I’ve found myself unmotivated to write or send out work in a way that’s unfamiliar to me. Maybe this year’s unfortunate surprises have started to wear on me. I actually bought a magazine yesterday because it had an article on planning “end of life” stuff. I read Max Ritvo’s pretty amazing Four Reincarnations – which is beautiful, but maybe not the best thing to read when you’re pretty sure you’re dying of cancer – the author died of cancer at 25 right before his first book was published by Milkweed. I don’t know if I’ve been processing the bad news enough, or maybe trying to ignore it a lot. I have a life-long survival skill of focusing on the good stuff whenever possible, but there are times when you kind of have to face the bad stuff, too. I don’t know what to do next, because I feel unable to plan for the first time in a long time. I’m the kind of person who plans things out in advance, who likes to be prepared. And now I have to prepare for…what? The unknown, mystery. I’ve never been very comfortable with the unknown, even though I’m a poet and love Jung and the subconscious and folk tales that celebrate that dark forest path. I hope, I hope, I get a little light for the path.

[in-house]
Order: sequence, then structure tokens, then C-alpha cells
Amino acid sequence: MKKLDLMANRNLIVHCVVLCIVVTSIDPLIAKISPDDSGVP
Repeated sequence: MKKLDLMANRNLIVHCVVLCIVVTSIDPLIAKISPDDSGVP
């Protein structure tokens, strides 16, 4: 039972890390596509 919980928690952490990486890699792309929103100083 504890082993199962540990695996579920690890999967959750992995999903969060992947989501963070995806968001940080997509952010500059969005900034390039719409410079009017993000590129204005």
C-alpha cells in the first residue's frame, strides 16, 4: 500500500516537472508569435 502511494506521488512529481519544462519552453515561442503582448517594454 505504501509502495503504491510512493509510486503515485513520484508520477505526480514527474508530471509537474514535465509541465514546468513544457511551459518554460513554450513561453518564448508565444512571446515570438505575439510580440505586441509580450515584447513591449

Open Books Reading, Halloween-y Poem up at Women’s Voices for Change, Wonder Woman Poetry Videos, and More
Today one of the poems from the new book, “Introduction to the Body in Fairy Tales,” is featured on Women’s Voices for Change. It’s a very Halloween-appropriate poem – it was even included in The Best Horror of the Year, Volume Six!
Thanks to The University of Cincinnati and Cincinnati Review who featured my poem “Wonder Woman Dreams of the Amazon” – from my first book, Becoming the Villainess, as a video they made from one of my readings and images they put together in their first foray into video poems! Here it is. A lot of fun!
So, last night was the Seattle debut of the new book, Field Guide to the End of the World, at Open Books. We did a little reception, a little book signing, a little reading – it was really cool. Thanks to everyone who came out! Here are a few pics that Glenn snapped. It was a wonderful way to celebrate the book during a very difficult year!
I’m hosting the Twitter #poetparty tonight at 6 PM Pacific/9 PM Eastern to talk spooky and speculative poetry. Come in and join the hashtagging!
Wishing you all a happy and safe Halloween!